• carotenoids;
  • Caulerpa taxifolia;
  • caulerpenyne;
  • density functional calculations;
  • Raman spectroscopy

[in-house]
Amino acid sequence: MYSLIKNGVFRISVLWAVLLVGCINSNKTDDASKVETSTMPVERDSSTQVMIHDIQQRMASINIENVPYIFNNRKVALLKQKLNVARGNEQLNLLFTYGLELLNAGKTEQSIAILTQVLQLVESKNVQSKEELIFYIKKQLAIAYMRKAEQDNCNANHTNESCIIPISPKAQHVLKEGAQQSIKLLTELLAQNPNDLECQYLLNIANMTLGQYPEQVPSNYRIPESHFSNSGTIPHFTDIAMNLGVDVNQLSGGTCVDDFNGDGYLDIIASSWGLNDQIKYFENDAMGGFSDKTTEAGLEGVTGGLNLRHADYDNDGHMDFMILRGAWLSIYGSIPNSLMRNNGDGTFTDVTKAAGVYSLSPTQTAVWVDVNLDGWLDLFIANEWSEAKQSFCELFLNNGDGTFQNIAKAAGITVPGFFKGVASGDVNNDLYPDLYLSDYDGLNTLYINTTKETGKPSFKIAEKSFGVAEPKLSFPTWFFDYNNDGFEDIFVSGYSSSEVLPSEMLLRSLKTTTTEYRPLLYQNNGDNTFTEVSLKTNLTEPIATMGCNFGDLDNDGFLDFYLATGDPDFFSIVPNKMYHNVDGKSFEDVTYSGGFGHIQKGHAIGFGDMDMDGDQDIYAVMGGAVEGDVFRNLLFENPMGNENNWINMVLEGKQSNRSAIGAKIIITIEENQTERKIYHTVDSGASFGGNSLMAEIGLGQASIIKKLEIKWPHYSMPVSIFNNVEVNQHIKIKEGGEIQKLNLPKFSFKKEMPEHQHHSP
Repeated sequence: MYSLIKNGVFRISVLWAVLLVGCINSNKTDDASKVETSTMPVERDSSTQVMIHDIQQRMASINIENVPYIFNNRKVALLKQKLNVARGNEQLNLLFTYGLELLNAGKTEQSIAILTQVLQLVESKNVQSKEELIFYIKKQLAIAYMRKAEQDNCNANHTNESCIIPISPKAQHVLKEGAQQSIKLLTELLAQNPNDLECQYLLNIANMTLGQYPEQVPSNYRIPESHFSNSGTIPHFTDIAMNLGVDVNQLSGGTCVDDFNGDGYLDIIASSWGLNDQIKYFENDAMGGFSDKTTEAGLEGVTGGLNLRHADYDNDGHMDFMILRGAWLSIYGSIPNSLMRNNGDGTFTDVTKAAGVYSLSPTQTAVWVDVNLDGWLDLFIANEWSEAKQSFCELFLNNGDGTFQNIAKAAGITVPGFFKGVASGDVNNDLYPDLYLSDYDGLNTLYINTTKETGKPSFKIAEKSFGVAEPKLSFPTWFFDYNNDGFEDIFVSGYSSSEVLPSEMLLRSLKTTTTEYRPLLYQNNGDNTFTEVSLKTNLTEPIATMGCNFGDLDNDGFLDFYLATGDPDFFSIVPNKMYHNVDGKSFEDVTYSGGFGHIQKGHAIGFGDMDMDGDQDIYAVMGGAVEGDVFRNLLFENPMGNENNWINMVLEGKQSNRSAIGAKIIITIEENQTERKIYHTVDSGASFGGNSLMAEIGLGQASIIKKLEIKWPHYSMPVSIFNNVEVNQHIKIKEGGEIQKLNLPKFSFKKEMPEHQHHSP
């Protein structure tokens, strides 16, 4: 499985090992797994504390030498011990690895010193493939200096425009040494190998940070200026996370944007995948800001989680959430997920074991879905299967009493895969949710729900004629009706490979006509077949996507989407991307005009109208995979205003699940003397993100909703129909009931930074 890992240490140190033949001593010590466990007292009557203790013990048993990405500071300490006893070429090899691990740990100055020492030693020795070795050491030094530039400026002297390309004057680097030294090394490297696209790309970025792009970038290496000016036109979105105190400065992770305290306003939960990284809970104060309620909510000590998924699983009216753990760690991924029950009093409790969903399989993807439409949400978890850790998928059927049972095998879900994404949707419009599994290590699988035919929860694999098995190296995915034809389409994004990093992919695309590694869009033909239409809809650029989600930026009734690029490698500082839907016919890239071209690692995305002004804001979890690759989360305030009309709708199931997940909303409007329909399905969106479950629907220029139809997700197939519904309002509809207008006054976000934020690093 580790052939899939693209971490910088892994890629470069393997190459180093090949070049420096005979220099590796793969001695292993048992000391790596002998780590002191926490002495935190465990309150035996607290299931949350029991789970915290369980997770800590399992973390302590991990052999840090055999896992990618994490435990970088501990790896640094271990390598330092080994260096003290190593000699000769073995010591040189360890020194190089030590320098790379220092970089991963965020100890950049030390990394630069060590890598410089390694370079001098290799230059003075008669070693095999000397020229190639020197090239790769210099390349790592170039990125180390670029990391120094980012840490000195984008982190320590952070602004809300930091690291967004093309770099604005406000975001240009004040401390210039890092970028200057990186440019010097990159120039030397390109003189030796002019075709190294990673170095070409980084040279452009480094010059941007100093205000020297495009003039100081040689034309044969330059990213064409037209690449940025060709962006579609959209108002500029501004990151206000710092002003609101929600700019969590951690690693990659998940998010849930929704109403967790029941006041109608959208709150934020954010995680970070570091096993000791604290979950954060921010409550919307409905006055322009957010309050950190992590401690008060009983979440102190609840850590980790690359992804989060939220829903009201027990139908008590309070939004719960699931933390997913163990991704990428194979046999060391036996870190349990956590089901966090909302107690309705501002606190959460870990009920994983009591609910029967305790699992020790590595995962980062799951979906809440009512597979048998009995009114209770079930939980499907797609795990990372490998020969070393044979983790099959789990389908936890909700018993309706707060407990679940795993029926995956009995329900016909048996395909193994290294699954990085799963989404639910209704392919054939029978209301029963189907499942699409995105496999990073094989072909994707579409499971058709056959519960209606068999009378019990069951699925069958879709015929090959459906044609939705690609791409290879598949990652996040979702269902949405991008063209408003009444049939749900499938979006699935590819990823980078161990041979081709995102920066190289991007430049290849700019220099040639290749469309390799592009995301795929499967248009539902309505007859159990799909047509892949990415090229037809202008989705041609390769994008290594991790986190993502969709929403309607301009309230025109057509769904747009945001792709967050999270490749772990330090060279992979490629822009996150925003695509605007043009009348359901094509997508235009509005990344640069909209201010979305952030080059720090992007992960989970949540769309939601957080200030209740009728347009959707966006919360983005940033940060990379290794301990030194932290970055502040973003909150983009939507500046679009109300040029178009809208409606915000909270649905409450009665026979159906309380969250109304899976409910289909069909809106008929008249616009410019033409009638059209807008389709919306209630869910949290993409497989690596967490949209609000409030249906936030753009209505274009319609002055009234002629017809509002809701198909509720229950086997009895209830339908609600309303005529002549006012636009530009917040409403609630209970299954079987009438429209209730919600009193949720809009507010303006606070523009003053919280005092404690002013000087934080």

The invasive unicellular green macroalga Caulerpa taxifolia has spread dramatically in the Mediterranean Sea over the last decades. Its success is based on rapid plug formation after wounding, to prevent the loss of cell content. This quick and efficient process involves the rapid transformation of the secondary metabolite caulerpenyne to the reactive 1,4-dialdehyde oxytoxin 2, which acts as a protein crosslinker. The main metabolites of the wound plug were identified as proteins, caulerpenyne derivatives, and sulfated polysaccharides. Because of a methodological deficit, however, the detailed distribution of the compounds within the wound plug of C. taxifolia was unknown. This study demonstrates the suitability of FT-Raman spectroscopy for the noninvasive in vivo determination of caulerpenyne and its derivatives, as well as β-carotene, from signals with special spectral features within the wound plug and the adjacent intact alga tissue, with a resolution of 100 μm. FT-Raman spectra allowed four different zones with distinct chemical compositions around the region of wounds to be characterized. Gradients of the investigated metabolites within the wound plug and the alga could be determined. Moreover, various caulerpenyne derivatives could be identified spectroscopically, and this has led to a mechanistic proposal for the internal and the external wound plug formation.